A review of Australia’s federal and state road safety agencies is urgently required, following a spate of truck crashes that left six people dead in just three days, the Transport Workers’ Union (TWU) has said. The tragedies struck between 14 and 16 November. The union said that since the start of October, 26 people have died in truck crashes, including eight truck drivers, confirming trucking as Australia’s deadliest job. “In April the government tore down a road safety watchdog that was holding wealthy retailers and manufacturers to account for safety in their supply chains. We are now seeing the effects of this lack of scrutiny and the effects of the financial pressure they are clearly putting trucking companies and drivers under,” said TWU national secretary Tony Sheldon. TWU said low cost contracts force transport operators to skip maintenance and lower rates for drivers, forcing them to speed, drive long hours, skip breaks and overload their vehicles. The union added that the cost pressure is also leading to untrained migrant workers driving trucks. “The federal government’s own report released this year shows a system of safe rates, where drivers are paid minimum rates for all their work, would cut truck crashes by 28 per cent,” Sheldon said. “Still the government abolished the only system that had the power to examine these problems and replaced it with a few extra speed cameras that tell us what we already know: truck drivers are under too much pressure.” A Safe Work Australia report published in October showed truck driving is Australia’s deadliest job, with 583 drivers killed between 2003 and 2015. In the 10 years to 2014, over 2,500 people died in truck crashes.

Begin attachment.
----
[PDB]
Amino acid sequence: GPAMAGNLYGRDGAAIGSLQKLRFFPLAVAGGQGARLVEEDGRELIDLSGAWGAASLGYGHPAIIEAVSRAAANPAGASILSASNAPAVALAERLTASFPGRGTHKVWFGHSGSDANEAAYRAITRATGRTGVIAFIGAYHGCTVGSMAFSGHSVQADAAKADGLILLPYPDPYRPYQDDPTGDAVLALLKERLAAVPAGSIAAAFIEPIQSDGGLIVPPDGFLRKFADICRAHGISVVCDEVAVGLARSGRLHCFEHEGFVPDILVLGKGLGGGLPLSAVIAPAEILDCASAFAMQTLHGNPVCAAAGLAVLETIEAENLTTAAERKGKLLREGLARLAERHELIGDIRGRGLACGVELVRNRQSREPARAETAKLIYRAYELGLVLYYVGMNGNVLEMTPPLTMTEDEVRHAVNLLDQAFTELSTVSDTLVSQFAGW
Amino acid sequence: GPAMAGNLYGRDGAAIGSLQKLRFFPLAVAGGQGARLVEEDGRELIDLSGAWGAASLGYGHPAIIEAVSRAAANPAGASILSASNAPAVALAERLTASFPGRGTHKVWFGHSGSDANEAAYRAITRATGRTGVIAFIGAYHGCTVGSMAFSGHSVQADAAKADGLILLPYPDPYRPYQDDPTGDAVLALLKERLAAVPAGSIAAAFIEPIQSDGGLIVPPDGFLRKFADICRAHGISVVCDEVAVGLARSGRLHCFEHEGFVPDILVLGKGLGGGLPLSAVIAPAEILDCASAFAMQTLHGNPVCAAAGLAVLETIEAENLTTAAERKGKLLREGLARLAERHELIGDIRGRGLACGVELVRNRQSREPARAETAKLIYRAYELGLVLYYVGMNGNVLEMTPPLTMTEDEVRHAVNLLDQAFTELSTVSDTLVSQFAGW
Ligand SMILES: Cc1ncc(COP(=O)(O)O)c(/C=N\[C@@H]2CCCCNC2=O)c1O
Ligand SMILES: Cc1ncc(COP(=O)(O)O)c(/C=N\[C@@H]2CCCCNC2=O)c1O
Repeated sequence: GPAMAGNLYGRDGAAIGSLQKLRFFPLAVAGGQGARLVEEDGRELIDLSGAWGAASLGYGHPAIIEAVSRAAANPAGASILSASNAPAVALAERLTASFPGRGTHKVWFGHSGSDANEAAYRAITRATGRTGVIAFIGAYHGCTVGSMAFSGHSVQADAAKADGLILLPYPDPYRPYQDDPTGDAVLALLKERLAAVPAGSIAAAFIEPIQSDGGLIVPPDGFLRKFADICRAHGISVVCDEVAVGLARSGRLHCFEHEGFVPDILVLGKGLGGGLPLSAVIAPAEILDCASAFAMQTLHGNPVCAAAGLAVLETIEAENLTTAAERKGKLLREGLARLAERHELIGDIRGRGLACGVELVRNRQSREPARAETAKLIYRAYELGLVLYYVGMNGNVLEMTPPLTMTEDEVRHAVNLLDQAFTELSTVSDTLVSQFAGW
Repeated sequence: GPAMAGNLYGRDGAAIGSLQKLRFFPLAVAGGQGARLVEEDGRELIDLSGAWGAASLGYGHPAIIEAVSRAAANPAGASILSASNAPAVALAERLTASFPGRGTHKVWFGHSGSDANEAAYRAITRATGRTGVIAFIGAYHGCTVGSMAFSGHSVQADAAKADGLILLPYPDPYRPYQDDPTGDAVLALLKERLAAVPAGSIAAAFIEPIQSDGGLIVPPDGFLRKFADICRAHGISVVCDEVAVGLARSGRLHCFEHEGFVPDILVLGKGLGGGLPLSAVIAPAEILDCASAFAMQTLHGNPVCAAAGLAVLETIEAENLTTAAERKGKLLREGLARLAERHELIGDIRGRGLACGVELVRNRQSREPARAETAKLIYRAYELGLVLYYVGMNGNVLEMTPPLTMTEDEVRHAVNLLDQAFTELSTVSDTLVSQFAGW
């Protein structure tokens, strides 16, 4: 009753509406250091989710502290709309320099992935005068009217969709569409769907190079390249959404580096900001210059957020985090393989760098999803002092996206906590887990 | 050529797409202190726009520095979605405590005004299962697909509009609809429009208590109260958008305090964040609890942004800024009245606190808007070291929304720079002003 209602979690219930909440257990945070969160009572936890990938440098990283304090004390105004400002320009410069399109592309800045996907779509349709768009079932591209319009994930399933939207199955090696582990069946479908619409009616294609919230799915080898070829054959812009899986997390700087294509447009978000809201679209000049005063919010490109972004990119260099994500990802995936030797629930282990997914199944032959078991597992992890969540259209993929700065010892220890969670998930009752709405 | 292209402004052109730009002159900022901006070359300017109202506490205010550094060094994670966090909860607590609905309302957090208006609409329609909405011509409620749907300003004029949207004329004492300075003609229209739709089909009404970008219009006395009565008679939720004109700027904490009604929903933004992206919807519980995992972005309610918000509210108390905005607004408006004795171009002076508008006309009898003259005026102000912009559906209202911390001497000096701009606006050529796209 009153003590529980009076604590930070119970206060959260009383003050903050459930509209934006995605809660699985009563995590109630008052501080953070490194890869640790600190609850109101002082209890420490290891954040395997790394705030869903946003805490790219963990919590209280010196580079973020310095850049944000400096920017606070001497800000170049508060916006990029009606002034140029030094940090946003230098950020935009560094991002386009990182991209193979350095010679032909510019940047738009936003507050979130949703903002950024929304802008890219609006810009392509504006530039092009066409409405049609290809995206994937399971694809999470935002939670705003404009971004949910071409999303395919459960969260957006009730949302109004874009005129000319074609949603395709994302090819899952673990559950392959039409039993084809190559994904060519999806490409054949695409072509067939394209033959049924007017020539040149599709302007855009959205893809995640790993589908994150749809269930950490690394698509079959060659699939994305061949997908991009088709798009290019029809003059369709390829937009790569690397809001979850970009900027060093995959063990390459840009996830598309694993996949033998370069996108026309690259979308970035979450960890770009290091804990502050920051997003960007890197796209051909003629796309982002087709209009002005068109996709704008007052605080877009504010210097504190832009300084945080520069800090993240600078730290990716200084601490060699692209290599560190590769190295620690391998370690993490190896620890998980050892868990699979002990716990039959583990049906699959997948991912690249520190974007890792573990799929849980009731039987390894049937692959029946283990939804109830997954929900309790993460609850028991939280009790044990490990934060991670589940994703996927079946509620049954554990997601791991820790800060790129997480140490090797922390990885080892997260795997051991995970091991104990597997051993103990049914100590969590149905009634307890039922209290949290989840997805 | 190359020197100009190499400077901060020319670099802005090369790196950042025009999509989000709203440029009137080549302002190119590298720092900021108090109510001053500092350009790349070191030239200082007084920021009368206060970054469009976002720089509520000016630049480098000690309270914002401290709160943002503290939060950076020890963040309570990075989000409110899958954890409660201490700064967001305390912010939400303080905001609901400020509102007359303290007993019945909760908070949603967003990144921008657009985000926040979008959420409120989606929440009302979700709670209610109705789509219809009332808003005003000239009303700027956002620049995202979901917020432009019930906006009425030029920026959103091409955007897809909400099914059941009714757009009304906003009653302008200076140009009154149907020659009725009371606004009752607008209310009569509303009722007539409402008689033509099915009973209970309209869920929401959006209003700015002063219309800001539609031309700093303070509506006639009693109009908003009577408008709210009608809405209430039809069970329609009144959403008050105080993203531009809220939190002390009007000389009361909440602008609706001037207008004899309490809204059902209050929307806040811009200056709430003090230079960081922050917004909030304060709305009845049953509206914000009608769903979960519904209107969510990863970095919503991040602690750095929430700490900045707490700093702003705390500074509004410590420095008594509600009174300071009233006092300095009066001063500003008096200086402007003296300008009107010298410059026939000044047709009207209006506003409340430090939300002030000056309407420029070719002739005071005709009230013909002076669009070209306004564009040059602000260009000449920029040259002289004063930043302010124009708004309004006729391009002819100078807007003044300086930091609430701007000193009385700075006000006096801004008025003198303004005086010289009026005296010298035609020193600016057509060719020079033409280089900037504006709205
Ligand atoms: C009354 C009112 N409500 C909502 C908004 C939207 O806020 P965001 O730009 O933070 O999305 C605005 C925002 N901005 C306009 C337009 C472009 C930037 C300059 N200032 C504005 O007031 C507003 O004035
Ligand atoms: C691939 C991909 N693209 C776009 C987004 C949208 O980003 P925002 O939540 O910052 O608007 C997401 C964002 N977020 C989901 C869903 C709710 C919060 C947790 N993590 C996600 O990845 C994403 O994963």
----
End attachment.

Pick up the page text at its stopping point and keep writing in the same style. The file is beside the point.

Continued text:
TWU news release. Resources: US NIOSH Center for Motor Vehicle Safety website and newsletter, Behind the Wheel at Work. Centers for Disease Control and Prevention (CDC) Foundation's Business Pulse publication.